Excavations at Khirbat ‘Ataruz, Jordan

Research Update

Aaron P. Schade

Aaron Schade (aaron_schade@byu.edu) is a professor of ancient scripture at BYU.

During the spring semester of 2015, Dr. Aaron Schade and Sarah Palmer and John Harrison (BYU ancient Near Eastern studies majors) participated in the Khirbat ‘Ataruz Excavation in the Hashemite Kingdom of Jordan. Jordan is rich in cultural heritage and famous for its ancient peoples, such as the Moabites, Ammonites, and the Nabateans, along with their spectacular dwelling at Petra (and yes, of course, Indiana Jones). Based in the city of Madaba, the location of the famous Byzantine “mosaic map,” BYU participants commuted 30 minutes each morning to dig the Iron Age site of ‘Ataruz and traveled weekly on educational fieldtrips throughout the country. These trips provided a thorough exposure to the rich history and culture of Jordan and afforded exciting glimpses into the history and archaeology pertaining to the Old and New Testament worlds. Along with teams consisting of students and faculty from La Sierra, Averett, and Andrews Universities and workers from the local beni-Hamidah tribe, the participants worked to uncover city walls, rooms, and extensions of an ancient Iron Age temple (ninth century BC). It was an experience never to be forgotten.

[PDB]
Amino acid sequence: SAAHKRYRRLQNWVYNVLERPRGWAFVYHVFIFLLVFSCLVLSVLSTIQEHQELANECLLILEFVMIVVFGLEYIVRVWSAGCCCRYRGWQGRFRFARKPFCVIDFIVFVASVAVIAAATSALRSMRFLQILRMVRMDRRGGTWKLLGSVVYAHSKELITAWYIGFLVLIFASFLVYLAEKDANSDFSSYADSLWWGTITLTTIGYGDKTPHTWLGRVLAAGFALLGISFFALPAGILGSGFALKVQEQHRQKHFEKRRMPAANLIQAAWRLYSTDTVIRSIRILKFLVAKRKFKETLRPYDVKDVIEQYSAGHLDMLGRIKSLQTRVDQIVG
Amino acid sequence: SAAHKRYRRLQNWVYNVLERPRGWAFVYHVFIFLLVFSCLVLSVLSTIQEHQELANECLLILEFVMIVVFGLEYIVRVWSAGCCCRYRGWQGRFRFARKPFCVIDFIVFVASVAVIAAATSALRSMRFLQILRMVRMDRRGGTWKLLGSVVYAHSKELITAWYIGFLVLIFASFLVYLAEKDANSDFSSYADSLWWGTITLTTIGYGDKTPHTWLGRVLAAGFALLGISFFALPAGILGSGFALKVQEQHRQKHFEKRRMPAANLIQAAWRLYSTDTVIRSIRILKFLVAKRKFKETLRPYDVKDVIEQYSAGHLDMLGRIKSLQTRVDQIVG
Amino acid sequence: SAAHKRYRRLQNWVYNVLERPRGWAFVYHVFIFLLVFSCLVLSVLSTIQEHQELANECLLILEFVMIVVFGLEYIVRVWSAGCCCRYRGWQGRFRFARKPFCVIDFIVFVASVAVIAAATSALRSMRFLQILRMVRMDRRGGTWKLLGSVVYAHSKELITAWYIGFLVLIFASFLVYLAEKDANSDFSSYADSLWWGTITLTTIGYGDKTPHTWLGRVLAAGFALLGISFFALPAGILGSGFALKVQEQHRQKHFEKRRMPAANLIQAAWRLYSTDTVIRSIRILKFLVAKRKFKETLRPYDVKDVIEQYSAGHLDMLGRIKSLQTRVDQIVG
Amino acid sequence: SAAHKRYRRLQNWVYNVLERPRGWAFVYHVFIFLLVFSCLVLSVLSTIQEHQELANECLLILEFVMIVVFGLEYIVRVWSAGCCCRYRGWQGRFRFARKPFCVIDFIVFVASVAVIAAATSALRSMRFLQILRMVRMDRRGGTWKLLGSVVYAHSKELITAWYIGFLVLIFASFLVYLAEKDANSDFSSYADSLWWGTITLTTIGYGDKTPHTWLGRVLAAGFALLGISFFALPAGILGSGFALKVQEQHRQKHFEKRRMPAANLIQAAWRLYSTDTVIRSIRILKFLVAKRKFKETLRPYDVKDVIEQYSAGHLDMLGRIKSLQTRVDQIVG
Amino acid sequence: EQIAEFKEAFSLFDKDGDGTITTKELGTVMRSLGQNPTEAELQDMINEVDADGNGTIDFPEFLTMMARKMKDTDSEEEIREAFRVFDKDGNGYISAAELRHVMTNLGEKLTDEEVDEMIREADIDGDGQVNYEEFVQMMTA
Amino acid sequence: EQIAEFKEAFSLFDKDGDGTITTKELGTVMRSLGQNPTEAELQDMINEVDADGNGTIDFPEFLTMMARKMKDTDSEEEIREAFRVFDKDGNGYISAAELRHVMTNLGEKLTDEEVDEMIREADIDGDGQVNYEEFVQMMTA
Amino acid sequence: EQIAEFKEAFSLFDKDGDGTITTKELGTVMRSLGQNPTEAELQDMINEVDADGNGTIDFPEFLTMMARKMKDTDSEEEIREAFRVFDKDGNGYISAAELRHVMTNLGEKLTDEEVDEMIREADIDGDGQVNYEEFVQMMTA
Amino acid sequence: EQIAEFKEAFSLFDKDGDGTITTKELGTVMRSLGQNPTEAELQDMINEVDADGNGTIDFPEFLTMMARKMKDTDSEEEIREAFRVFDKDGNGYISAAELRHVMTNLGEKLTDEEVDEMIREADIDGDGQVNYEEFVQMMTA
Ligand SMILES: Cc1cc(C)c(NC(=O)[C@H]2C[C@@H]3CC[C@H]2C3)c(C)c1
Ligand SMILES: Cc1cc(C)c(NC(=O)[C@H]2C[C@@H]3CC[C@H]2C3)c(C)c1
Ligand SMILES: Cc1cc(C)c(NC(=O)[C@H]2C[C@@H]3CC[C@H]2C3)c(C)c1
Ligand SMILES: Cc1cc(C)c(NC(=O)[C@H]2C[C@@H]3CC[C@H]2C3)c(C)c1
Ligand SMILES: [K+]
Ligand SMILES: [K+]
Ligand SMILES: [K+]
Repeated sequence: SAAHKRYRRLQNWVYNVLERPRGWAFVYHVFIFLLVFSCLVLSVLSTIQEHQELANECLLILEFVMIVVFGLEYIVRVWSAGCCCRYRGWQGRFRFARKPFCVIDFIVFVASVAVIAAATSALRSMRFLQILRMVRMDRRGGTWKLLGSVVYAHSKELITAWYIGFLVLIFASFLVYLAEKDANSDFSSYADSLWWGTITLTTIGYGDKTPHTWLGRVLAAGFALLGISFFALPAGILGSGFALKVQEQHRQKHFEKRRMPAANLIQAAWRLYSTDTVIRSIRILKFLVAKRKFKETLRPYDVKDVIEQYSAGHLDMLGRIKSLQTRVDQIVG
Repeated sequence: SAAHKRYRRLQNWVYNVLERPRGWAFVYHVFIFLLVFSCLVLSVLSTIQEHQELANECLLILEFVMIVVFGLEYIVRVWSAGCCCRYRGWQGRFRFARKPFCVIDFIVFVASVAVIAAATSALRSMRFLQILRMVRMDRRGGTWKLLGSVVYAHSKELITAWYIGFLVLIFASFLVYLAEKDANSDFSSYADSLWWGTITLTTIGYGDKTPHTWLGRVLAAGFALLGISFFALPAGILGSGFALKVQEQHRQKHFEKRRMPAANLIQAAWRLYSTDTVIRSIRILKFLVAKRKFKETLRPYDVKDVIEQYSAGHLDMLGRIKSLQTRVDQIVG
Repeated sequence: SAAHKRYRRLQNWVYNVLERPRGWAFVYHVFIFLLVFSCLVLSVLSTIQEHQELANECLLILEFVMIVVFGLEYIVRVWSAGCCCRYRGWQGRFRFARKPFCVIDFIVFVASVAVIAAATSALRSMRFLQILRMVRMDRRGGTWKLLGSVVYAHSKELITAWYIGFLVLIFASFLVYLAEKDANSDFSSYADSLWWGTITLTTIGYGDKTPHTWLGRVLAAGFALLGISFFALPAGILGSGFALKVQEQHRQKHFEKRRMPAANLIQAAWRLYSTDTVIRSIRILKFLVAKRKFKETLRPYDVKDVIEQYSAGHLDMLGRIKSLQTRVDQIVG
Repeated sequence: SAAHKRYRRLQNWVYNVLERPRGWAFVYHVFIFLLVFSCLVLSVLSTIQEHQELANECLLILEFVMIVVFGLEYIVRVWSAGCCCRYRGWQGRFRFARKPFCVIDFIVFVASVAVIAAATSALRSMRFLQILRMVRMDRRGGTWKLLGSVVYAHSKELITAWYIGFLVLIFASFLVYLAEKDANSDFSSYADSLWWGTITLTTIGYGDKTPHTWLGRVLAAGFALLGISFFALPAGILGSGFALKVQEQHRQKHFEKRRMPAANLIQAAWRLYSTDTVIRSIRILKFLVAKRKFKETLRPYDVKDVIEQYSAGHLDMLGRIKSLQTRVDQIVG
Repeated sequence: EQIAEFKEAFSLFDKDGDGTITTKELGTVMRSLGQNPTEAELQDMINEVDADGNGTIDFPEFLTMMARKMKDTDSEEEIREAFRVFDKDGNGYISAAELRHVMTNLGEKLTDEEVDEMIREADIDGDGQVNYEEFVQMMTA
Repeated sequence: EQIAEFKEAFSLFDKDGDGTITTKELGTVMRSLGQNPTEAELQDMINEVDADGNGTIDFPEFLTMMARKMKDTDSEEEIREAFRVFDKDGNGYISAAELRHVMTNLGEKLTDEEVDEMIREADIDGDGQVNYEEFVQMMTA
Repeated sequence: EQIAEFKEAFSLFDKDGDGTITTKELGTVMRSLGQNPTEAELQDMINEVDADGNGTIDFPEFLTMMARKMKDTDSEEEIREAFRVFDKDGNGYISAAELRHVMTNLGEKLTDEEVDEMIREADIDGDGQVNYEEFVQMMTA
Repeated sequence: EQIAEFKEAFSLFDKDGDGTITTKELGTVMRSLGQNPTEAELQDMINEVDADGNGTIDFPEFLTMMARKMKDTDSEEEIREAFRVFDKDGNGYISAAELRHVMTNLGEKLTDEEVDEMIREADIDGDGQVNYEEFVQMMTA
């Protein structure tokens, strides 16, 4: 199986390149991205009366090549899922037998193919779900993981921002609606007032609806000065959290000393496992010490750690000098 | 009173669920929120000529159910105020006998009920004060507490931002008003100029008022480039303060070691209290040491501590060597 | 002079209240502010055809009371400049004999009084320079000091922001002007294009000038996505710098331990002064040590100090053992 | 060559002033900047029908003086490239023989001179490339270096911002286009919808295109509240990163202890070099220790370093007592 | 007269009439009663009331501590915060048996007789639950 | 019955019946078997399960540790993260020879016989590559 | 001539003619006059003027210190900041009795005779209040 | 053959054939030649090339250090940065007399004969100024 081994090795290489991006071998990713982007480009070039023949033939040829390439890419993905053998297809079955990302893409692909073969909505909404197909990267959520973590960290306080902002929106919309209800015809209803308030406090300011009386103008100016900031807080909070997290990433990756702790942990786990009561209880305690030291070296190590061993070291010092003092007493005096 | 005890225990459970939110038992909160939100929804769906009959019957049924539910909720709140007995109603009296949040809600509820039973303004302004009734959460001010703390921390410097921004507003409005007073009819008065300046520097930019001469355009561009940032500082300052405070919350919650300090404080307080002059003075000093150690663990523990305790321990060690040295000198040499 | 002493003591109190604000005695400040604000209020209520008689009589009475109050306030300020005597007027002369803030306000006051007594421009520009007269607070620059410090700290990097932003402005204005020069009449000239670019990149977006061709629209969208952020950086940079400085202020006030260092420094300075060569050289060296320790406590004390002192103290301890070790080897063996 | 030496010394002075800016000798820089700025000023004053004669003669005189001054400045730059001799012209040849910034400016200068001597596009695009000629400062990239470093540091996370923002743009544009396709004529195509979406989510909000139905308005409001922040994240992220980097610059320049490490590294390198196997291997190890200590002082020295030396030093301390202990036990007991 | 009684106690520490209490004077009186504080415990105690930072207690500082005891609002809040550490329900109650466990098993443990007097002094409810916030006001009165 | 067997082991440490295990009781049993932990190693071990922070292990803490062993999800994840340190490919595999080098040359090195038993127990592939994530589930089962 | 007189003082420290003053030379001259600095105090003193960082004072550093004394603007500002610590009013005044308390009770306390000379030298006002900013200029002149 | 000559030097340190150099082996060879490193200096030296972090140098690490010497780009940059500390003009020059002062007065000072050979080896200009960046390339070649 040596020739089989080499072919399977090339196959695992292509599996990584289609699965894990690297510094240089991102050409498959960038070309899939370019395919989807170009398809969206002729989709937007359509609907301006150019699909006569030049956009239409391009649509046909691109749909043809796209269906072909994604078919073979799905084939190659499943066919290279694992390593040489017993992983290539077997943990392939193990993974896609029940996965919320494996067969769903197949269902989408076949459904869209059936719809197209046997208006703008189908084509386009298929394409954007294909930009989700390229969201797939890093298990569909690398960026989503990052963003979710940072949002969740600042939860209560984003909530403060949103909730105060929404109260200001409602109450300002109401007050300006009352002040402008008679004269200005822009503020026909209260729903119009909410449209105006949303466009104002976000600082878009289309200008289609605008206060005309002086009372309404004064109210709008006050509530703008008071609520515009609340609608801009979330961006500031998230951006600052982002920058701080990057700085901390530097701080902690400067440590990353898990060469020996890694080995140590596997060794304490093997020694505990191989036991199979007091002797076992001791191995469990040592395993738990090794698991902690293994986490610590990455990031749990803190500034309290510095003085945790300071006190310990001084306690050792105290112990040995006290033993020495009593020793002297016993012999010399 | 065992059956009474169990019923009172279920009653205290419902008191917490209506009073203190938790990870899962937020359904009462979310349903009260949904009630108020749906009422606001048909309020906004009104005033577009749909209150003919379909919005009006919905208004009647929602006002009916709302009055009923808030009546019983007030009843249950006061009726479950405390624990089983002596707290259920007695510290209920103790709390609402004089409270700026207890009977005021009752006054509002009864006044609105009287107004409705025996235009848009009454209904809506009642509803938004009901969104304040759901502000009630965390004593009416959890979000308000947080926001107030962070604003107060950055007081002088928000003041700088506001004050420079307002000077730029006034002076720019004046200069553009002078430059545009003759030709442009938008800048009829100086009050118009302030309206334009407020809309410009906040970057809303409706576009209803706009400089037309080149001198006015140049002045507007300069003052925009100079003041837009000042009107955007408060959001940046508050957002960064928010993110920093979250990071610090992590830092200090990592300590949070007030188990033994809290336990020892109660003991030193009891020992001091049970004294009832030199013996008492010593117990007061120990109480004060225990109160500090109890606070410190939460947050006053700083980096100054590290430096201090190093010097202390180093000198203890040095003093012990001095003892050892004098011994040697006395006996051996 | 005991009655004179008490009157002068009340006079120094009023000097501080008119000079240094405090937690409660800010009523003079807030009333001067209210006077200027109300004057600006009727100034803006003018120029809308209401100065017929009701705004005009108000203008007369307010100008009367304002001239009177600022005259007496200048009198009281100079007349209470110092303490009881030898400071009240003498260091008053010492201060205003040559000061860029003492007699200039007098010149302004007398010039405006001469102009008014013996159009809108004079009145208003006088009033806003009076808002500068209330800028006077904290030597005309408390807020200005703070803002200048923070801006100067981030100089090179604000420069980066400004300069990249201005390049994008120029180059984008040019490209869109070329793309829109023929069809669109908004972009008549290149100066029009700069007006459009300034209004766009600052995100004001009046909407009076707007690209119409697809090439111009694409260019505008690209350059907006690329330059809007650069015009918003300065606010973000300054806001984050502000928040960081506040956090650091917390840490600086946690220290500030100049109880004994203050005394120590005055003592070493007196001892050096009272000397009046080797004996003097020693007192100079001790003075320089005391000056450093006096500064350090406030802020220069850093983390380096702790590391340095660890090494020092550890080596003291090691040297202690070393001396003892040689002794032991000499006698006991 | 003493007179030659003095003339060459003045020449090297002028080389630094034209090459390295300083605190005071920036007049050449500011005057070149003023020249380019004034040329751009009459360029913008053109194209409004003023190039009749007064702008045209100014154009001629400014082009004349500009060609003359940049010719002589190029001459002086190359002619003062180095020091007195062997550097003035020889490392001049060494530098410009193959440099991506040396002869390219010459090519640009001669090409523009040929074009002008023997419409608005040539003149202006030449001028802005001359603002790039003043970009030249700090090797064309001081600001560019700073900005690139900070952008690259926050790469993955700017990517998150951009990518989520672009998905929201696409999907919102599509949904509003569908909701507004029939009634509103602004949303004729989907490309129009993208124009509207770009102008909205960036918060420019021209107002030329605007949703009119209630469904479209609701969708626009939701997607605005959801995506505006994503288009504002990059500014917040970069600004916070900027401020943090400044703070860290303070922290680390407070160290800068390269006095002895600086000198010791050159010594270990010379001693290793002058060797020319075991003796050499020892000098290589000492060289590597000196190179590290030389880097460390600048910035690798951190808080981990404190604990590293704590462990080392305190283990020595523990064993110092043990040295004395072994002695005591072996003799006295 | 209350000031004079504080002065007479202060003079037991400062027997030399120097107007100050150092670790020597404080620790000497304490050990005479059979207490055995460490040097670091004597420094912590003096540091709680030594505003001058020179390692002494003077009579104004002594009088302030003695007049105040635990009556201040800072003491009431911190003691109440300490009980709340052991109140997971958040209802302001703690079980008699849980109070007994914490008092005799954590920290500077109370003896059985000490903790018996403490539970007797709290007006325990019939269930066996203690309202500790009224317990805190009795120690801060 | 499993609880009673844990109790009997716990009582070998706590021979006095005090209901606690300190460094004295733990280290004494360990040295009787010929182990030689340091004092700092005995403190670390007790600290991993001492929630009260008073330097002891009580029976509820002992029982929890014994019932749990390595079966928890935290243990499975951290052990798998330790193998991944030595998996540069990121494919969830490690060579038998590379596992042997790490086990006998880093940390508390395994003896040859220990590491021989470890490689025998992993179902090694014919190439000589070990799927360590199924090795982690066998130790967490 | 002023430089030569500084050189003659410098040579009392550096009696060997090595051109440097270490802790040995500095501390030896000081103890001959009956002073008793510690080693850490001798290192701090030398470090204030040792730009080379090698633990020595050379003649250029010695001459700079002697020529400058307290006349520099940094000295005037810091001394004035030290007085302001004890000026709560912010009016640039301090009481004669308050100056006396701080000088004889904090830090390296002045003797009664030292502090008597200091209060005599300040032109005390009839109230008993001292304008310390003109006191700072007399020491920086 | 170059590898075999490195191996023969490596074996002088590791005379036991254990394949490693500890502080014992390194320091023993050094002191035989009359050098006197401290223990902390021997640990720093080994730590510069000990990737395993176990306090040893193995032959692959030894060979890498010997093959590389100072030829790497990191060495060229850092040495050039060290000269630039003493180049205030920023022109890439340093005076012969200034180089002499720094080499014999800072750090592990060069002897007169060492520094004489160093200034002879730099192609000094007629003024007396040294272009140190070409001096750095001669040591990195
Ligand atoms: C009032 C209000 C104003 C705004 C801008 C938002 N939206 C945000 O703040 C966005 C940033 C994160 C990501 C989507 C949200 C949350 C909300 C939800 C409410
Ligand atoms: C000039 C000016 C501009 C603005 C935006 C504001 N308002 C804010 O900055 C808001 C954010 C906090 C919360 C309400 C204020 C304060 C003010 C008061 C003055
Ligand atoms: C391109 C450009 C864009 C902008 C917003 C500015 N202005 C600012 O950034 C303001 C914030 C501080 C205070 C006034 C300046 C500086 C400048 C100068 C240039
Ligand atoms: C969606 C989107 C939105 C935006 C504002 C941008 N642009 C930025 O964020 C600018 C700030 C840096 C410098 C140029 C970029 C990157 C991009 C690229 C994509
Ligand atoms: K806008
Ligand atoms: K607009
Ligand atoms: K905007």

Filled with a history of ancient battles and cultic worship, the archaeological site of ‘Ataruz is located on the ridge of Jabal Hamidah in central Jordan and is perched on the mountains overlooking the Dead Sea. It is roughly 3 km east of the Roman fortification of Machaerus, which Josephus associated with the location of John the Baptist’s beheading.

Throughout its history during the biblical period, ‘Ataruz held a place of strategic and religious importance.

Under the direction of Dr. Chang-Ho Ji of La Sierra University, the last several dig seasons at ‘Ataruz have uncovered numerous religious artifacts and structures, shedding light on the historical and religious practices described in ancient written sources. The Bible states that ‘Ataruz was built by the Israelite tribe of Gad (Num. 34:32). Centuries later, the famous Mesha Inscription (written in Moabite from the mid-ninth century BC), describes wars between King Mesha of Moab and the “men of Gad” who were still dwelling in the region and at this site. (A similar scenario is described in 2 Kings 3 from a different perspective.) While Israel was preoccupied with the Assyrians to the North, King Mesha rebelled and overtook the Israelite tribe of Gad and devoted his victory to his god. Religious structures pervade ‘Ataruz, and the site bespeaks the defensive measures put in place to protect it. Our work in the field attempted to answer some of the enigmas surrounding ‘Ataruz, including issues associated with its fortification and defense, its cultic activities, and the history of its occupation.